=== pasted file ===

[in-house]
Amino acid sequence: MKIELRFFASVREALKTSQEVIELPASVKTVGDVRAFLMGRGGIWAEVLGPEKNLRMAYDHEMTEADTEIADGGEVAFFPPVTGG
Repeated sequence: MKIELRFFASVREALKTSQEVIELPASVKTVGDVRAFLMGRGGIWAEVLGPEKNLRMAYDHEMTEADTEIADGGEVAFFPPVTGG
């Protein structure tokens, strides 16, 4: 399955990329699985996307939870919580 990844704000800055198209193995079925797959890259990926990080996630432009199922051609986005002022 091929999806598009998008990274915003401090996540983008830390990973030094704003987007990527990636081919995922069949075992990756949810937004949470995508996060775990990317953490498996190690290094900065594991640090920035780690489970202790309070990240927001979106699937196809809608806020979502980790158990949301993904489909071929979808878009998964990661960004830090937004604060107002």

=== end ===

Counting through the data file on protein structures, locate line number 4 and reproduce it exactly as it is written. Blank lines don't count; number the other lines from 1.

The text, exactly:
């Protein structure tokens, strides 16, 4: 399955990329699985996307939870919580 990844704000800055198209193995079925797959890259990926990080996630432009199922051609986005002022 091929999806598009998008990274915003401090996540983008830390990973030094704003987007990527990636081919995922069949075992990756949810937004949470995508996060775990990317953490498996190690290094900065594991640090920035780690489970202790309070990240927001979106699937196809809608806020979502980790158990949301993904489909071929979808878009998964990661960004830090937004604060107002």